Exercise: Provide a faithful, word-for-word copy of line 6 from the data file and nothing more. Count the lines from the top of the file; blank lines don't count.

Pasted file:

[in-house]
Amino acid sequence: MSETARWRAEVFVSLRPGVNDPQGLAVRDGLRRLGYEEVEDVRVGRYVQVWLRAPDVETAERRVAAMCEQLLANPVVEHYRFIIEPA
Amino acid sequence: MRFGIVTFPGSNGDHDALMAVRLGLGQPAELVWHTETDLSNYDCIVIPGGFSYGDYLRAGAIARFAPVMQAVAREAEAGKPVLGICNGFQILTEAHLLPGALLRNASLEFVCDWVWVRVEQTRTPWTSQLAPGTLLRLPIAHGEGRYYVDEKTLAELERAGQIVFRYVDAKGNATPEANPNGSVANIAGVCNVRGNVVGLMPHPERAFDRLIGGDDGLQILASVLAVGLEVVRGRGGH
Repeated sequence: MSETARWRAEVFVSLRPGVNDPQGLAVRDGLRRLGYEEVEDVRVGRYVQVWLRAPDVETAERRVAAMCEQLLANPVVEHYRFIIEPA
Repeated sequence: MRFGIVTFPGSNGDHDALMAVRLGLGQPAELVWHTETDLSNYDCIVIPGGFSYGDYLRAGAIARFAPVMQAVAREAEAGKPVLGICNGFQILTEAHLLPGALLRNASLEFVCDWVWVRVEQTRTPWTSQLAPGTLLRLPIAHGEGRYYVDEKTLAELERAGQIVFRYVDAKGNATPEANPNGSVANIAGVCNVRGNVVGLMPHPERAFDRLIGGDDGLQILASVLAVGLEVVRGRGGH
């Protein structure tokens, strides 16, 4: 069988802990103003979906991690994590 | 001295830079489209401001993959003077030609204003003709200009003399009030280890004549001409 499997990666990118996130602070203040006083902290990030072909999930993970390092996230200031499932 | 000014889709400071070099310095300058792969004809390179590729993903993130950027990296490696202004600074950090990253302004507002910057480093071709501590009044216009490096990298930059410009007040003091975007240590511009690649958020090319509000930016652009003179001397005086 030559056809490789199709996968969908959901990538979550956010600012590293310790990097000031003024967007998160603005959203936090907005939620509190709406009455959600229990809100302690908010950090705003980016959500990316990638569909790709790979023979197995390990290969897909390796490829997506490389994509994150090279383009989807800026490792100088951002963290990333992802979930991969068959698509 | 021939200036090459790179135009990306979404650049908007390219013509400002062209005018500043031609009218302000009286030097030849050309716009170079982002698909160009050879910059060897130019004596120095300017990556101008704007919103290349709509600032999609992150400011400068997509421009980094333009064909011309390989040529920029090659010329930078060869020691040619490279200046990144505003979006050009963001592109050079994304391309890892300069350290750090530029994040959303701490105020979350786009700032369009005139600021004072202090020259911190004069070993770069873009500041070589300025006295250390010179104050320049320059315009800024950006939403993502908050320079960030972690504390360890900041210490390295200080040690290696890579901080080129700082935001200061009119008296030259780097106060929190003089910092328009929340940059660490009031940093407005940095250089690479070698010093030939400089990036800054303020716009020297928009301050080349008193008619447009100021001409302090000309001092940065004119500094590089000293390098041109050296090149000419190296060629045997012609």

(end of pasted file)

């Protein structure tokens, strides 16, 4: 069988802990103003979906991690994590 | 001295830079489209401001993959003077030609204003003709200009003399009030280890004549001409 499997990666990118996130602070203040006083902290990030072909999930993970390092996230200031499932 | 000014889709400071070099310095300058792969004809390179590729993903993130950027990296490696202004600074950090990253302004507002910057480093071709501590009044216009490096990298930059410009007040003091975007240590511009690649958020090319509000930016652009003179001397005086 030559056809490789199709996968969908959901990538979550956010600012590293310790990097000031003024967007998160603005959203936090907005939620509190709406009455959600229990809100302690908010950090705003980016959500990316990638569909790709790979023979197995390990290969897909390796490829997506490389994509994150090279383009989807800026490792100088951002963290990333992802979930991969068959698509 | 021939200036090459790179135009990306979404650049908007390219013509400002062209005018500043031609009218302000009286030097030849050309716009170079982002698909160009050879910059060897130019004596120095300017990556101008704007919103290349709509600032999609992150400011400068997509421009980094333009064909011309390989040529920029090659010329930078060869020691040619490279200046990144505003979006050009963001592109050079994304391309890892300069350290750090530029994040959303701490105020979350786009700032369009005139600021004072202090020259911190004069070993770069873009500041070589300025006295250390010179104050320049320059315009800024950006939403993502908050320079960030972690504390360890900041210490390295200080040690290696890579901080080129700082935001200061009119008296030259780097106060929190003089910092328009929340940059660490009031940093407005940095250089690479070698010093030939400089990036800054303020716009020297928009301050080349008193008619447009100021001409302090000309001092940065004119500094590089000293390098041109050296090149000419190296060629045997012609």